fore part of June 1853
… on 5th of July we engaged Board for us 3 in Little Bourke st west at £5 or $25 per week — I called on Mr. Williams the Stationer whom I worked for before I went to the mines, he verry readily offered to engage me, and Mason, & Frances said if they would employ her to help tend store she would rather be there than sitting in the Boarding house I proposed this to him and he readily offered us all a Situation … about the 1st of August … we had again to look out for another boarding house, we then went to Board with Mr. & Mrs. Nichol who came here in same ship as us they let us have a Room to ourselves and charge us about $22.50 per week or £4.10 we are very well satisfied as it is a pleasant house they pay $11 or $55 per week rent they keep from 25 to 30 Boarders …
Aug 26th 1853
… Last Sunday Frances Mason & me went about 2 miles up the River Yarra Yarra to Government Gardens the river runs between 2 mountains and on one of these are the gardens, the gardens and scenery around is indeed Beautiful, the gardens has little lakes in them with many fish in them and over 300 wild ducks, though of the wild species they are not afraid of man, not any one being permitted to disturb them, likewise Black & white swans, on our way home we called at Payran a beautiful town near by we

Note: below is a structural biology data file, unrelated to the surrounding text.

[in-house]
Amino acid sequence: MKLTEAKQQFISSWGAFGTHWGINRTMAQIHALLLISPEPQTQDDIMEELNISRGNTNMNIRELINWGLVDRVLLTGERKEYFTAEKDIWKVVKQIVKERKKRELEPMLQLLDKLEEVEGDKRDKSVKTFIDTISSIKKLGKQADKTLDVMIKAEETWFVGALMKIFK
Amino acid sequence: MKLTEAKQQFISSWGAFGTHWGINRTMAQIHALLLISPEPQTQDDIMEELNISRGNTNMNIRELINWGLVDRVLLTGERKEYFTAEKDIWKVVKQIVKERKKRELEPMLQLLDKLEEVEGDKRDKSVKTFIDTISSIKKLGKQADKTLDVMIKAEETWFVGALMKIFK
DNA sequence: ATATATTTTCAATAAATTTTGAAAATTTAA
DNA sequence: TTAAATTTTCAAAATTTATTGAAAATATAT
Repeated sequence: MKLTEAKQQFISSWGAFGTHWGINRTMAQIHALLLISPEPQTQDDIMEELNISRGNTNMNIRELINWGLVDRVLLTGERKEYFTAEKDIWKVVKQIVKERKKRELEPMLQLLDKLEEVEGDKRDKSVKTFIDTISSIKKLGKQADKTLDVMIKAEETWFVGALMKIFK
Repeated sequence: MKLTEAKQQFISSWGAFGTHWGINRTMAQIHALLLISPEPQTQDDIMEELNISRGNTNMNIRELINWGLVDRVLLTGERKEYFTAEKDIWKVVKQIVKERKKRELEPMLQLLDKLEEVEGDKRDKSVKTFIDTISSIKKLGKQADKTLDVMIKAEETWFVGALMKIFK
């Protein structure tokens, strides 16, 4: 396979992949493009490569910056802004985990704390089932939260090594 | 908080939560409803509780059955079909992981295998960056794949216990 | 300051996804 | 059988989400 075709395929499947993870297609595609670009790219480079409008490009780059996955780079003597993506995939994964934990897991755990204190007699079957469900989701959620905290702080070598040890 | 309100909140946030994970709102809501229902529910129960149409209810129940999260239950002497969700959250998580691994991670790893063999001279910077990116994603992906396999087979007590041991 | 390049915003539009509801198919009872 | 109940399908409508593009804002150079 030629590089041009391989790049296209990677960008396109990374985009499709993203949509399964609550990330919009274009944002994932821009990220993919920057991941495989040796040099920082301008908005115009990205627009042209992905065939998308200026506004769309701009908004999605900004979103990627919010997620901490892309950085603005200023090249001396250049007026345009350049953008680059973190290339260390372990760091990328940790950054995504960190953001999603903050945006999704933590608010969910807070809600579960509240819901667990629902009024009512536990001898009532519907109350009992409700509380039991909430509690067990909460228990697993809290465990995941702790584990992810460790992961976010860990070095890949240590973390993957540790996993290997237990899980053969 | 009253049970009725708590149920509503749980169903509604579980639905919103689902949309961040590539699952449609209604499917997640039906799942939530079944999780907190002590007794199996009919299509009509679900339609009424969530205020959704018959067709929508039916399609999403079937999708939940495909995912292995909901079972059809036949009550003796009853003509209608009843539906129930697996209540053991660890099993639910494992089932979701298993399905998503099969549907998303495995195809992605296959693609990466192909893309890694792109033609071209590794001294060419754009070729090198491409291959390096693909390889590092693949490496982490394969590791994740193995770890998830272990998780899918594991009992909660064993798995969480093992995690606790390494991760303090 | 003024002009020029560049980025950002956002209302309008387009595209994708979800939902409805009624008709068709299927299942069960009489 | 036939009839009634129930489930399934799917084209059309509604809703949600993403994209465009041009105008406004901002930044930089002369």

18
contemplate begining the Brick makeing Business there … while at the diggins we saw many of the aboriganese or natives of this Country, they are very Black, tall & straight — have straight hair, they are very Lazy cant be hired to work, they used to come to our & other tents every day begging many of them can talk English, they are very degraded, the women Lewd, and almost entirely naked — have only a scarf around their Loins — some have robes made of oppossum skins — they dont even make a hut to live in but bend a small tree throw some branches over it when it rains or is frost, and lay down on the ground — they are given to theft otherwise inoffensive if not put up to be otherwise by whites, the Bushrangers get them for guides & then they will murder, they are very expert at throwing the Bumarang (a poisened spear) the can throw around a tree i.e. if a person whom the are persuing jumps behind a tree the can unerringly hit him if they cant see him if the know he is behind the tree …